Superfoods that are popular are often high in carbs, even if they are healthy and…
In 2006, mere weeks into launching this internet food blog presence, I shared a recipe for ice cream sandwich cookies that I’d made for a friend’s rooftop birthday party. Oversized, utterly delicious cookies plus a scoop of ice cream on a hot summer day, what could go wrong? Alas, several things. First, regular cookies in the freezer become tooth-breakingly hard. Second, assembled ice cream sandwiches that are not returned to the freezer for several after filling melt way too fast, mostly down your arm, delighting the bugs around you but perhaps nobody else. Do know that none went to waste, but I think we all agreed it was all just too much, both massive cookies and massive messes of ice cream. Not learning my lesson, I tried again several years later with a slightly softer, but still not soft enough, cookie, yet it was still enough work that I’ve not made them since. I’ve also tried them with brownies (better) and salted caramel crackers (wildly delicious) but I still wanted to get the classic American ice cream sandwich right at home.
Fifteen years later I’m taller (whoops, no), have more time on my hands (yikes, no), smarter (not always), and a much better cook (ding ding ding!), and over the last few months of making friends and family suffer through rounds and rounds of ice cream sandwiches, I have finally created the last classic ice cream sandwich recipe I hope we will ever want or need.
Several things make this perfect: We’re making a hand-whisked, one-bowl cookie that’s (secretly) halfway to a cake, which is why when it comes from the freezer, it doesn’t feel like you’re biting into poured concrete. We’re making it in a single 9×13 pan, then cutting this slab in half and using the very same pan to fill it with ice cream, pressing the halves together for a moderately-sized slab that, once firm again, can be cut into exactly 8 perfectly-sized or 12 petitely-sized (i.e. the size I prefer for kids) ice cream sandwiches. Did you read the one-bowl, one-pan part? The active work of making these is barely 20 minutes; I’ve timed it. What that means is that our summers are about to have a lot more ice cream sandwiches in it, lucky us.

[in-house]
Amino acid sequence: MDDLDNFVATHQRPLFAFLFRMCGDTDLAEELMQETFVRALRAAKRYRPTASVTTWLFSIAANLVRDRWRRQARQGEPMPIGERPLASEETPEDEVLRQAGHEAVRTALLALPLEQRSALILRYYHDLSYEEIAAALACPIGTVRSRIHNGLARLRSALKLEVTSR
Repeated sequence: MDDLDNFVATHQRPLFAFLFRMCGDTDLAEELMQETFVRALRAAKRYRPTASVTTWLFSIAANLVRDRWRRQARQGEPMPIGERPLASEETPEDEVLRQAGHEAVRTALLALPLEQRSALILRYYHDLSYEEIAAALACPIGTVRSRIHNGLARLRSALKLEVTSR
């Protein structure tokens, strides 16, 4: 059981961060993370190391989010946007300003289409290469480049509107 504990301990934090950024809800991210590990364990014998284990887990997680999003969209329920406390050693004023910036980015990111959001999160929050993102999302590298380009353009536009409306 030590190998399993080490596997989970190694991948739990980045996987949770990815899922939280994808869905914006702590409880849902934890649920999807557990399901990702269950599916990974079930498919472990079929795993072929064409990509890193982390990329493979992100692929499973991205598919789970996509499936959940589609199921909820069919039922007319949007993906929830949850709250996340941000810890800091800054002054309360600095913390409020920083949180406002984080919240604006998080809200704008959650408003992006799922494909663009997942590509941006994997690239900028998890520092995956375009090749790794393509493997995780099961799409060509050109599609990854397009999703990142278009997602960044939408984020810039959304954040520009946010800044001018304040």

New: I’ve launched a new SK YouTube channel! There will be new recipe video every Wednesday morning through the end of July. If you subscribe to the channel, you won’t miss even one. Here are the first two episodes; I hope you enjoy them:
6 months ago: Brussels and Bacon Frittata
1 year ago: Smashed Potatoes with Sweet Corn Relish
2 year ago: Chocolate Budino
3 years ago: Garlic-Lime Steak and Noodle Salad
4 years ago: Grilled Pepper and Torn Mozzarella Panzanella
5 years ago: The Consummate Chocolate Chip Cookie, Revisited
6 years ago: Crispy Frizzled Artichokes
7 years ago: Coconut Brown Butter Cookies
8 years ago: Rhubarb Cream Cheese Hand Pies
9 years ago: Asparagus with Almonds and Yogurt Dressing
10 years ago: Fudge Popsicles
11 years ago: Spring Asparagus Pancetta Hash
12 years ago: Grilled Shrimp Cocktail and Graham Crackers
13 years ago: S’more Pie
14 years ago: Zucchini Carpaccio Salad
Chocolate Ice Cream Sandwiches
If you have black cocoa powder (which makes everything look and taste like Oreos), you can swap half of the cocoa here for it — i.e. I use 2 tablespoons dark cocoa powder and 2 tablespoons black.
- 1/4 cup (4 tablespoons, 2 ounces, or 55 grams) unsalted butter, cold is fine
- 1/2 cup (100 grams) granulated sugar
- 1/4 teaspoon fine sea or table salt
- 3 tablespoons (45 ml) milk, any kind
- 1 large egg white
- 1/2 teaspoon vanilla extract
- 1/2 teaspoon baking powder
- 3/4 cups (100 grams) all-purpose flour
- 1/4 cup cocoa powder, any kind (see Note)
- 2 1/2 cups vanilla ice cream, or anything else you prefer
Make the cookie: Heat oven to 325°F and line a 9×13-inch cake pan with parchment paper that extends up the two short sides of the pan. Coat the exposed sides with butter or nonstick spray. A little extra underneath the parchment helps it stick.
Melt butter in a large bowl halfway, then whisk it until fully melted. (This keeps the temperature down.) Whisk in sugar, salt, and milk. Whisk in egg white and vanilla; make sure the egg white is fully mixed; it can be stubborn. Add cocoa powder and baking powder and thoroughly mix. Add flour and stir just until it disappears.
Spoon into the prepared pan in small dollops and spread — an offset spatula is great here — into a thin, even layer.
Bake for 15 minutes then transfer to a cooling rack. Purely for classic sandwich aesthetics, dock all over with a skewer. Let cool completely. I transfer mine immediately to the freezer to do this quickly; it takes about 15 minutes. If your ice cream is rock-hard in the freezer, transfer it to the fridge for these 15 minutes so it will be easier to scoop.
Assemble the sandwiches: Once cold to the touch, run a knife around the cookie to loosen it from the pan and use the parchment to slide it out of the pan. Cut in half widthwise. Return the used parchment to the pan; we can use it to help shape the sandwiches. Place the first cookie half back in the pan upside-down over the parchment, and press it against the short edge. Scoop the ice cream in small spoonfuls all over and spread it evenly over. Press second cookie half, right-side-up, onto the ice cream. Use the sides of the pan and the parchment paper to help the ice cream keep its shape in the cookie and place the pan in the freezer.
Freeze for 4 to 6 hours, minimum, and ideally overnight.
To finish: Once ice cream is fully solid again, transfer your ice cream sandwich slab to a cutting board and cut it into 8 or 12 rectangles. Eat or return to the freezer right away.
Do ahead: Ice cream sandwiches keep in a freezer bag or airtight container for 3 months, although some freezers will impart a “freezery” taste sooner.